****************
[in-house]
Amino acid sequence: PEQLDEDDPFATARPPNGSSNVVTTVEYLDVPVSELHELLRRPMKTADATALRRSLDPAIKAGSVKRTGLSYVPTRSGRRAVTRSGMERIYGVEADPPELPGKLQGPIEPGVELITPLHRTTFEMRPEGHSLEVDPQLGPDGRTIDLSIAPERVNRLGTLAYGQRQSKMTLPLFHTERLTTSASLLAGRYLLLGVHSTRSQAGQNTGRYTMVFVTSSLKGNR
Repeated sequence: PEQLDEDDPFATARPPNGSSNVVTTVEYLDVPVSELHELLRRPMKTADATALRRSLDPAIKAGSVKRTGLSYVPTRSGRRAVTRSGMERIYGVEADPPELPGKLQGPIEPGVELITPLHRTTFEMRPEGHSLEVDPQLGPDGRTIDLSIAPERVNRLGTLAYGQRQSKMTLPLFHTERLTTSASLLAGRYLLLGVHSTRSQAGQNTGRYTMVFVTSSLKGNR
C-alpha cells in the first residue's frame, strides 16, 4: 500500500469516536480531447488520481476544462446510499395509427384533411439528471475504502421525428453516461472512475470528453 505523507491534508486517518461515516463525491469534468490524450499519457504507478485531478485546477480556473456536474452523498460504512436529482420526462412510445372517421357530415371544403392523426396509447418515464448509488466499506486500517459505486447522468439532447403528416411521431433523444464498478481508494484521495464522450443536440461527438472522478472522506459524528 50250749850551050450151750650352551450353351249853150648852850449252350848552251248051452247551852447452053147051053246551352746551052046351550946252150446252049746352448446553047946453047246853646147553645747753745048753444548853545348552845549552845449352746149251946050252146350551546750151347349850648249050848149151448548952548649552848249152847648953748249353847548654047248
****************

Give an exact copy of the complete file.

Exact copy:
[in-house]
Amino acid sequence: PEQLDEDDPFATARPPNGSSNVVTTVEYLDVPVSELHELLRRPMKTADATALRRSLDPAIKAGSVKRTGLSYVPTRSGRRAVTRSGMERIYGVEADPPELPGKLQGPIEPGVELITPLHRTTFEMRPEGHSLEVDPQLGPDGRTIDLSIAPERVNRLGTLAYGQRQSKMTLPLFHTERLTTSASLLAGRYLLLGVHSTRSQAGQNTGRYTMVFVTSSLKGNR
Repeated sequence: PEQLDEDDPFATARPPNGSSNVVTTVEYLDVPVSELHELLRRPMKTADATALRRSLDPAIKAGSVKRTGLSYVPTRSGRRAVTRSGMERIYGVEADPPELPGKLQGPIEPGVELITPLHRTTFEMRPEGHSLEVDPQLGPDGRTIDLSIAPERVNRLGTLAYGQRQSKMTLPLFHTERLTTSASLLAGRYLLLGVHSTRSQAGQNTGRYTMVFVTSSLKGNR
C-alpha cells in the first residue's frame, strides 16, 4: 500500500469516536480531447488520481476544462446510499395509427384533411439528471475504502421525428453516461472512475470528453 505523507491534508486517518461515516463525491469534468490524450499519457504507478485531478485546477480556473456536474452523498460504512436529482420526462412510445372517421357530415371544403392523426396509447418515464448509488466499506486500517459505486447522468439532447403528416411521431433523444464498478481508494484521495464522450443536440461527438472522478472522506459524528 50250749850551050450151750650352551450353351249853150648852850449252350848552251248051452247551852447452053147051053246551352746551052046351550946252150446252049746352448446553047946453047246853646147553645747753745048753444548853545348552845549552845449352746149251946050252146350551546750151347349850648249050848149151448548952548649552848249152847648953748249353847548654047248